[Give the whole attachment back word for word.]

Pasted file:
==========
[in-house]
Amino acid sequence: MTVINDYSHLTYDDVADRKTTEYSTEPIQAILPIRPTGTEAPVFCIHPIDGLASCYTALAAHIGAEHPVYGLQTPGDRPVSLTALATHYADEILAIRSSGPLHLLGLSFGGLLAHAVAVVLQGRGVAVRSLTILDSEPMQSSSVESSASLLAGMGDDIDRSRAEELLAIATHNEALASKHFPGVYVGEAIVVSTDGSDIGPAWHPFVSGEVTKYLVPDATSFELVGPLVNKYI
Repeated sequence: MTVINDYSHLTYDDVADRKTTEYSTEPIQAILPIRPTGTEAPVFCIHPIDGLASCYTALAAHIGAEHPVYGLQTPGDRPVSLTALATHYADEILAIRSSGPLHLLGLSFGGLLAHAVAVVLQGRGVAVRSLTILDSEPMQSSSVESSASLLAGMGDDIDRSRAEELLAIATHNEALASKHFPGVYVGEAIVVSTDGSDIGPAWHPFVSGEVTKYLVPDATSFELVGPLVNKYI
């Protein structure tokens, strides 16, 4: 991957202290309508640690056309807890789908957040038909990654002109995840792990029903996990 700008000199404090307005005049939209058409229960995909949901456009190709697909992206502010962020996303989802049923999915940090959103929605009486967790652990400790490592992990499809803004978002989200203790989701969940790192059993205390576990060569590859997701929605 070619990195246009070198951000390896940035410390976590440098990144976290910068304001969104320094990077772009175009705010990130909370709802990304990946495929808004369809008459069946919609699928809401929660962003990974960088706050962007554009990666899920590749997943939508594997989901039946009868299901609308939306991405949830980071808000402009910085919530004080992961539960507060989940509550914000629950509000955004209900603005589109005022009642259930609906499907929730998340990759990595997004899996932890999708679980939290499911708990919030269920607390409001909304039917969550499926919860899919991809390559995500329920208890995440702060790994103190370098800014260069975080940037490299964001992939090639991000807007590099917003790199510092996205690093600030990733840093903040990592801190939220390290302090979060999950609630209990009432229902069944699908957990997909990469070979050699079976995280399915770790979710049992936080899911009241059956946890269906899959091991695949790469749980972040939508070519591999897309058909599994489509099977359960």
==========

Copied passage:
[in-house]
Amino acid sequence: MTVINDYSHLTYDDVADRKTTEYSTEPIQAILPIRPTGTEAPVFCIHPIDGLASCYTALAAHIGAEHPVYGLQTPGDRPVSLTALATHYADEILAIRSSGPLHLLGLSFGGLLAHAVAVVLQGRGVAVRSLTILDSEPMQSSSVESSASLLAGMGDDIDRSRAEELLAIATHNEALASKHFPGVYVGEAIVVSTDGSDIGPAWHPFVSGEVTKYLVPDATSFELVGPLVNKYI
Repeated sequence: MTVINDYSHLTYDDVADRKTTEYSTEPIQAILPIRPTGTEAPVFCIHPIDGLASCYTALAAHIGAEHPVYGLQTPGDRPVSLTALATHYADEILAIRSSGPLHLLGLSFGGLLAHAVAVVLQGRGVAVRSLTILDSEPMQSSSVESSASLLAGMGDDIDRSRAEELLAIATHNEALASKHFPGVYVGEAIVVSTDGSDIGPAWHPFVSGEVTKYLVPDATSFELVGPLVNKYI
């Protein structure tokens, strides 16, 4: 991957202290309508640690056309807890789908957040038909990654002109995840792990029903996990 700008000199404090307005005049939209058409229960995909949901456009190709697909992206502010962020996303989802049923999915940090959103929605009486967790652990400790490592992990499809803004978002989200203790989701969940790192059993205390576990060569590859997701929605 070619990195246009070198951000390896940035410390976590440098990144976290910068304001969104320094990077772009175009705010990130909370709802990304990946495929808004369809008459069946919609699928809401929660962003990974960088706050962007554009990666899920590749997943939508594997989901039946009868299901609308939306991405949830980071808000402009910085919530004080992961539960507060989940509550914000629950509000955004209900603005589109005022009642259930609906499907929730998340990759990595997004899996932890999708679980939290499911708990919030269920607390409001909304039917969550499926919860899919991809390559995500329920208890995440702060790994103190370098800014260069975080940037490299964001992939090639991000807007590099917003790199510092996205690093600030990733840093903040990592801190939220390290302090979060999950609630209990009432229902069944699908957990997909990469070979050699079976995280399915770790979710049992936080899911009241059956946890269906899959091991695949790469749980972040939508070519591999897309058909599994489509099977359960």